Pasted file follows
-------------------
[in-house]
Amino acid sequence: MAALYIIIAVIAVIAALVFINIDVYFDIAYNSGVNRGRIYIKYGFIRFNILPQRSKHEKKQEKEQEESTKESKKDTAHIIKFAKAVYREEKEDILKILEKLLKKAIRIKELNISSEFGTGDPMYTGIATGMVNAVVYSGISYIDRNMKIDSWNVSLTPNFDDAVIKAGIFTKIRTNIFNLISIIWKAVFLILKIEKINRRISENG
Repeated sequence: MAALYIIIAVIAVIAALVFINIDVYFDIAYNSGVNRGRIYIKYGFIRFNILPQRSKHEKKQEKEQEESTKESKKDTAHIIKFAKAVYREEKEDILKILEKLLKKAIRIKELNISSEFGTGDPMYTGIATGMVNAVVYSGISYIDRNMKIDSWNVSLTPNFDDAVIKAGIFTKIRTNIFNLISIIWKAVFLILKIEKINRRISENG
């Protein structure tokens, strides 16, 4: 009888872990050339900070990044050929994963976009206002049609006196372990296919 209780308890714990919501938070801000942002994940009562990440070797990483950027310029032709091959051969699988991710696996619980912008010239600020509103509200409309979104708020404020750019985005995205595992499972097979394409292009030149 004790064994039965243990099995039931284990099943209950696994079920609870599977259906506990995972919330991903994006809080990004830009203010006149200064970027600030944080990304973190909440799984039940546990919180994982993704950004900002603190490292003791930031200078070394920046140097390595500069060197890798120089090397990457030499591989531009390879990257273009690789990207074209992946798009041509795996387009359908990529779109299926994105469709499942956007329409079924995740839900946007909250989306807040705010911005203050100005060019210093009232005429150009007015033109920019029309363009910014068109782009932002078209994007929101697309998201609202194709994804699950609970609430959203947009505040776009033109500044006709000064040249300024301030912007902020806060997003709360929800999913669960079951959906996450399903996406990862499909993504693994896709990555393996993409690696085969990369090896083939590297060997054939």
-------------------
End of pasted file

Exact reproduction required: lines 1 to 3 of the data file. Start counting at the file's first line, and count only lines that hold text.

[in-house]
Amino acid sequence: MAALYIIIAVIAVIAALVFINIDVYFDIAYNSGVNRGRIYIKYGFIRFNILPQRSKHEKKQEKEQEESTKESKKDTAHIIKFAKAVYREEKEDILKILEKLLKKAIRIKELNISSEFGTGDPMYTGIATGMVNAVVYSGISYIDRNMKIDSWNVSLTPNFDDAVIKAGIFTKIRTNIFNLISIIWKAVFLILKIEKINRRISENG
Repeated sequence: MAALYIIIAVIAVIAALVFINIDVYFDIAYNSGVNRGRIYIKYGFIRFNILPQRSKHEKKQEKEQEESTKESKKDTAHIIKFAKAVYREEKEDILKILEKLLKKAIRIKELNISSEFGTGDPMYTGIATGMVNAVVYSGISYIDRNMKIDSWNVSLTPNFDDAVIKAGIFTKIRTNIFNLISIIWKAVFLILKIEKINRRISENG